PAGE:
[Originally published as part of Echoes of the Jurassic]
The term “dragon” was used for extinct massive creatures found before British paleontologist Richard Owen (1804-1892) first coined the term “Dinosaur.” It is interesting to note that in the British Museum of Natural History there are large fossilized bones of marine reptiles stamped “SEA-DRAG.” According to creationist researcher Vance Nelson, the author of Untold Secrets of Planet Earth: Dire Dragons (2012), this was short for sea dragon. He states, “This, along with other evidence and accounts, shows that the early paleontologists often referred to these creatures as dragons, both before and after the word dinosaur was used.”
Before Owen’s discovery of dinosaurs, large kinds of extinct marine reptiles that lived on land alongside the dinosaurs were classified as “Sea-Dragons.” This distinctive category included the Ichthyosauri (Ichthyosaurus) and Plesiosauri (Plesiosaurus). Both are extinct kinds of large marine reptilian animals. Over a hundred-year period, geologists of the day identified these fossils as kinds of fish, crocodiles, and dolphins, but until this complete skeleton was discovered in England in 1834, the Ichthyosaur was categorized as a Sea Dragon.
Dr. William Buckland, professor of Geology at Oxford, was the first scientist to work with these creatures. In his book, Geology and Mineralogy, Considered with Reference to Natural Theology (1836), he gave the following description:
Thus, in the same individual, the snout of a Porpoise is combined with the teeth of a Crocodile, the head of a Lizard with the vertebra of a fish, and the sternum of an Ornithorhynchus (platypus) with the paddles of a Whale. The general outline of an Ichthyosaurus must have most nearly resembled the modern Porpoise, and Grampus (Orca). It had four broad feet, or paddles, and terminated behind in a long and powerful tail. Some of the largest of these reptiles must have exceeded thirty feet in length.
It became apparent as the paleontologists of that time started to put all the fossil evidence together that they had found creatures that were extremely puzzling. Some of them had never been seen before, and the name “Sea-Dragon” was considered an appropriate term. The English word dragon is derived from Greek, “drákōn,” which relates to a serpent or reptilian type of huge creature. These fossils represented some sort of monster of the sea that had the potential to be a dangerous predator.
Could this fearsome creature, who inhabited the warm and shallow oceans in the past, be the monster addressed in numerous maritime accounts? Could these have wreaked havoc on those who used the sea for transportation and a food source?
Another Sea Dragon was the Plesiosaurus. Like the Ichthyosaurus, it had “saurus” at the end of its name inferring that it was a giant marine reptile. Measuring a modest 11 feet, it was named in 1824 after an almost complete skeleton was found in England in 1823. It had unique features, such as two pairs of elongated large paddles, a long slender neck, a small pointed head with teeth, and a broad, flat body with a tiny tail. It had nostrils on its head, and it was believed to be air-breathing and warm blooded. This very popular Sea Dragon had a plethora of fossils that have been collected over the years, many of them recently. Since 1990, there have been 17 new kinds of plesiosaurs discovered, thereby doubling the varieties that are known today.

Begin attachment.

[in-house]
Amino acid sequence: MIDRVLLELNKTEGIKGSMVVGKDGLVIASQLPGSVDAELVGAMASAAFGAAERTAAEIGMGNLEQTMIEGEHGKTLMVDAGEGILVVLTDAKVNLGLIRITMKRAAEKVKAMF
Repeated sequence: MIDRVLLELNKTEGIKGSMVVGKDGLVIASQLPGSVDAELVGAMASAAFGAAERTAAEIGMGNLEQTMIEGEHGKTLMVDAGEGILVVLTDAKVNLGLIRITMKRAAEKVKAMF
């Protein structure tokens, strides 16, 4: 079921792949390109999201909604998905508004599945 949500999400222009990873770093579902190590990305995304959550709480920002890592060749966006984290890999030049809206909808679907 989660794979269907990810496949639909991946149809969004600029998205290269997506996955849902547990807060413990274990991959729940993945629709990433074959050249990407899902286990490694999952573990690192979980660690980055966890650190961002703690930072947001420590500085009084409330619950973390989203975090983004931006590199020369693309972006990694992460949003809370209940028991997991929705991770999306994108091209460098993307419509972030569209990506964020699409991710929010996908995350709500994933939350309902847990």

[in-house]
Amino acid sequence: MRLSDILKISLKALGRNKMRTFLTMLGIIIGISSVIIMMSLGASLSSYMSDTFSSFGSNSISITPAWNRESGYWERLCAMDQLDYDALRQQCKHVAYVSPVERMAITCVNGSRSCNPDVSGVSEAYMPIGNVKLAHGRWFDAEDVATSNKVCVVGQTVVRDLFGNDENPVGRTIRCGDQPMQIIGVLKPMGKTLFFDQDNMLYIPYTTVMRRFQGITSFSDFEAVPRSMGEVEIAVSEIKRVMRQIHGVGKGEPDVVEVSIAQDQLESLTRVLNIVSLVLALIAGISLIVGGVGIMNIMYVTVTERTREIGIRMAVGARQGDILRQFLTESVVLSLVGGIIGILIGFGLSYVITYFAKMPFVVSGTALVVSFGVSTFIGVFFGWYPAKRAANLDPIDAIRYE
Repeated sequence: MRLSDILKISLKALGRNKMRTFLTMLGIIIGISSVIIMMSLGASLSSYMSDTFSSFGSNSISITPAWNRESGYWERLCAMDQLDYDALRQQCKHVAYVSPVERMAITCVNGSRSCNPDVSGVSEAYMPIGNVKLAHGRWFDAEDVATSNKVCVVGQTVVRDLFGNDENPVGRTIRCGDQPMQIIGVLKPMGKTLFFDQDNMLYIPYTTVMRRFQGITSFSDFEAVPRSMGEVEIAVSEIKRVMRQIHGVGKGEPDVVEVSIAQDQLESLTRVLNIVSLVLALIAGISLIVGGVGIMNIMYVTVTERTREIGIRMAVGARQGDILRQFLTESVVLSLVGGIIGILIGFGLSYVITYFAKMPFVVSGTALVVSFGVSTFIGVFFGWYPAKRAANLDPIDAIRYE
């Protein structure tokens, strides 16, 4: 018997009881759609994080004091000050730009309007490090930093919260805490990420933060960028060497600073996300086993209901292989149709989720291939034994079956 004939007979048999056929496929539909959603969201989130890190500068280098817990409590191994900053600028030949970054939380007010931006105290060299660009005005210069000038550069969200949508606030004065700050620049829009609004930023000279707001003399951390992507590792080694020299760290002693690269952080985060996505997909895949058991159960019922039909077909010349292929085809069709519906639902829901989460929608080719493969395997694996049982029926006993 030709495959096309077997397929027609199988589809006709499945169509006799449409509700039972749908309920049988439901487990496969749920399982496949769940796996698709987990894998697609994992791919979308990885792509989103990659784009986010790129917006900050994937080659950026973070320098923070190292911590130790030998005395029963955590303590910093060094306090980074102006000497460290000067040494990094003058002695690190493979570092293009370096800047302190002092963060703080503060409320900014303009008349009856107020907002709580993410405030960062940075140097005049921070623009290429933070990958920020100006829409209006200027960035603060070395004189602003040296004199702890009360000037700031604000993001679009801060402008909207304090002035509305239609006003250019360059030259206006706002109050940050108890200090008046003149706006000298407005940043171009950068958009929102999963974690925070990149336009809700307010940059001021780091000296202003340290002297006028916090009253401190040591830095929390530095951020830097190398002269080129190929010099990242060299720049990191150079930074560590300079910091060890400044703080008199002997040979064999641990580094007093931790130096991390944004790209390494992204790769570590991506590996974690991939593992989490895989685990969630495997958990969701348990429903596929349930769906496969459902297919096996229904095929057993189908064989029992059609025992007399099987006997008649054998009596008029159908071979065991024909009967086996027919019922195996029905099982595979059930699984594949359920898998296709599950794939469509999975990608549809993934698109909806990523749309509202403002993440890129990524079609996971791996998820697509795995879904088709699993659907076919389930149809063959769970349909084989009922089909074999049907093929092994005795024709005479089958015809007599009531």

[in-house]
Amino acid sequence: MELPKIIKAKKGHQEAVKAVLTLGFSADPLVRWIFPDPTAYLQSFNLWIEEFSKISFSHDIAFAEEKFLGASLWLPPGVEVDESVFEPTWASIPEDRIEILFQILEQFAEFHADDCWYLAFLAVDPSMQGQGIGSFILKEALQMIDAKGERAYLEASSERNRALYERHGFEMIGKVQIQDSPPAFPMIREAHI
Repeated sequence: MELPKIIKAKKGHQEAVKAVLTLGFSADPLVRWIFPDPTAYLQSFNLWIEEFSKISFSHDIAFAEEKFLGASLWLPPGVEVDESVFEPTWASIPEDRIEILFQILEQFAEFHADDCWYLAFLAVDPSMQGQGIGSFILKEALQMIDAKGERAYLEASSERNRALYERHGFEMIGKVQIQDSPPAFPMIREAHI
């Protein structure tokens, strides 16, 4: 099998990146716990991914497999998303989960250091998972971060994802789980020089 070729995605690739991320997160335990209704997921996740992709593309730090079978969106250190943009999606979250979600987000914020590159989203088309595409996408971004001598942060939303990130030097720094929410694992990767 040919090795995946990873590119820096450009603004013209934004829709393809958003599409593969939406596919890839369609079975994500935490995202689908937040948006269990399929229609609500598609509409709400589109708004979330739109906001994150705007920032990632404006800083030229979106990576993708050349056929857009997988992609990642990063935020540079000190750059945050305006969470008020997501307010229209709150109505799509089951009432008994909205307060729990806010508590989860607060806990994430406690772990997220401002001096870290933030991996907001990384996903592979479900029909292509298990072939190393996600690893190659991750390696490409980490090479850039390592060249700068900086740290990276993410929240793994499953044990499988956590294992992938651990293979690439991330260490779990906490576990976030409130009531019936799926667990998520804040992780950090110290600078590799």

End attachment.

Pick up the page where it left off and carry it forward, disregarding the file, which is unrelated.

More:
The Plesiosaurus was a general category in which all of the long-necked Sea Dragons, including the Elasmosaurus (pictured at the top), were placed. This 34-foot giant was found in Fort Wallace, Kansas in 1868. It was first named by Edward Cope (1840–1897), one of the most famous paleontologists during the Great Dinosaur Rush, or, Bone Wars (1877–1892) in America.
A great rivalry took place between Cope and another renowned American paleontologist, Othniel Marsh (1831–1899). They discovered dinosaur fossil bone beds located in Wyoming, Colorado, and Nebraska. This area is known today as the Morrison Formation. It was, and still is, prolific at producing a plethora of dinosaur kinds including the Triceratops, Stegosaurus, Allosaurus, and many others.
Both men savagely fought to reach dinosaur sites. They spied on and stole from each other. Sadly, they also eventually destroyed each other’s reputations. It was Cope’s discovery of the Elasmosaurus that brought Marsh’s attention to an embarrassing mistake that would separate these two men for as long as they lived. Cope had mistakenly put the head on the tail end of his discovery because he did not account for the correct orientation of the vertebrae as well as the Elasmosaurus’ long neck.
In Marsh’s words, “When I informed Professor Cope of it, his wounded vanity received a shock from which he has never recovered, and he has since become my bitter enemy.”